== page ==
Legislation, Regulation, SMSF

Residency rule change may be closer

Residency SMSF Self-managed superannuation Active member test Safe harbour

The proposed changes to the superannuation residency rules first put forward in 2021 may be closer to coming to fruition.

The federal government has potentially provided an indication it will be taking action on the residency rules applying to SMSFs recently.

“The current government has stated it will change the introduction date for the new residency rules to the first quarter after the relevant bill receives royal assent, which means perhaps it is thinking of bringing that measure in,” Adviser Digest director and founder Peter Johnson noted.

“That’s the change to the definition of an Australian superannuation fund where the active member test will be removed, whereby you would still be able to make contributions while you’re overseas and increase the temporary safe harbour provision from two years to five years.”

Johnson recognised the legislation as it stands actually presents an issue for SMSF auditors in their reporting obligations.

“When you read the ruling on non-residency, and this is important for auditors, if the fund becomes non-resident, it loses half of its assets in tax and this needs to be reported. To this end, I’d imagine 45 per cent of the total assets in the fund would be material error in the financial statements,” he said.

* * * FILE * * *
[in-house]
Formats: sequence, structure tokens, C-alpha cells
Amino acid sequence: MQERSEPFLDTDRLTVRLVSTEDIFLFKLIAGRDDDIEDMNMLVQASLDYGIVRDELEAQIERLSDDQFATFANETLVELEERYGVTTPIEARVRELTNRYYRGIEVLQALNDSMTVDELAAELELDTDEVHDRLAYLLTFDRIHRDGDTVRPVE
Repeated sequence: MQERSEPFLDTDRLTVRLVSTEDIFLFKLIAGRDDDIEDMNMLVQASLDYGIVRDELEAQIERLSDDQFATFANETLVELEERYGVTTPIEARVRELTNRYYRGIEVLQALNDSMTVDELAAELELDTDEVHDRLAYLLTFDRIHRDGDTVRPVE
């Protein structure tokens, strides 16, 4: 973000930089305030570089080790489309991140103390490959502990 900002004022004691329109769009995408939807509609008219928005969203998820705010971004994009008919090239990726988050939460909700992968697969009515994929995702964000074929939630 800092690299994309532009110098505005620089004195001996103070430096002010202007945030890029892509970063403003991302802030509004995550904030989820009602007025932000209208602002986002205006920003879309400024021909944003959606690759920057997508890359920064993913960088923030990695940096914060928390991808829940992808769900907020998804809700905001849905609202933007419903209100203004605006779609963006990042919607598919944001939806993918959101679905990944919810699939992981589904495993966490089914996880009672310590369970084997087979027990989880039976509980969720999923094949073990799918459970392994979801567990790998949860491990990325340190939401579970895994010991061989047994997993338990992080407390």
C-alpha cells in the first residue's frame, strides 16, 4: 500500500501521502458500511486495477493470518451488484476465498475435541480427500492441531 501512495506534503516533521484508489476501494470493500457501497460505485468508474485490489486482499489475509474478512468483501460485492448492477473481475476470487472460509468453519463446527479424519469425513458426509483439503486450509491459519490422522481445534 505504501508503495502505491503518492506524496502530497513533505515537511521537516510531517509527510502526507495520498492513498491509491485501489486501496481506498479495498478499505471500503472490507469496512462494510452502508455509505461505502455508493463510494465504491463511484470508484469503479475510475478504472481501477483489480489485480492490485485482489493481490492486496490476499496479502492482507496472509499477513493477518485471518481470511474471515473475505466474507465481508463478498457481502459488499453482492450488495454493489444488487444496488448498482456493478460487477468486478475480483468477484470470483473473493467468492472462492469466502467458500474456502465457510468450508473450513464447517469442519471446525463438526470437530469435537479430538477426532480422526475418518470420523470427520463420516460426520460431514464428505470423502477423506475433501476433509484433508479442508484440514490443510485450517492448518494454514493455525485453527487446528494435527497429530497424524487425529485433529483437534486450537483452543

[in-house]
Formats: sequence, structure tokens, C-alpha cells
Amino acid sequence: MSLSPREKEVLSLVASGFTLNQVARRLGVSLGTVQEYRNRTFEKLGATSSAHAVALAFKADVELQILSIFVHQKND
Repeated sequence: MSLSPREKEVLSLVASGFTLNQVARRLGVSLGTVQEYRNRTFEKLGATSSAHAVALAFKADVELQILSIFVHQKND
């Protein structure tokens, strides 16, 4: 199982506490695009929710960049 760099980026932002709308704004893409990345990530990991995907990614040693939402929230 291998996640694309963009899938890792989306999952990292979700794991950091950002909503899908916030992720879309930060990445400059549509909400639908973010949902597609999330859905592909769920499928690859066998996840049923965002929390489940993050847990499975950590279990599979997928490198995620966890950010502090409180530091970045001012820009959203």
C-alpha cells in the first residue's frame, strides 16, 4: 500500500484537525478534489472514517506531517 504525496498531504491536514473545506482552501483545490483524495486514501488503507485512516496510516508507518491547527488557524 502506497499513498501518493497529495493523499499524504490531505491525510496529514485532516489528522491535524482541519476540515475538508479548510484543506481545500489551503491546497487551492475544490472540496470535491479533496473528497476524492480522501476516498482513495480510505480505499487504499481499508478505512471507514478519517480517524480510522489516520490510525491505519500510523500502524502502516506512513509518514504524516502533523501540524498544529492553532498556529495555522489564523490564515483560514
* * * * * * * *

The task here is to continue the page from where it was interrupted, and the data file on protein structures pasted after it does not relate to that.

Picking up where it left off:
According to Johnson, the government should be making a change to the existing wording to achieve its aim of relaxing these rules.

“The act says if you’re temporarily outside of Australia for up to two years, you’re still deemed to be in Australia. Under the common law residency test, and this is what we adopt because it’s a tax matter, if you are temporarily outside of Australia, you are considered to be ordinarily a resident of Australia,” he noted.

“If you are permanently outside of Australia, the minute you leave you are no longer considered to be an Australian resident so the superannuation safe harbour rules don’t apply.

“I think the government wants the safe harbour rules to apply more broadly so it needs to remove that word temporarily and leave it at two years.

“So that’s probably why they have to draft it correctly because at the moment the safe harbour rules mean nothing because you have to be temporarily outside of Australia and if you are temporarily outside of Australia, you are still in Australia so it doesn’t matter.”

The amendments to the superannuation residency rules were first proposed in the 2021 federal budget.

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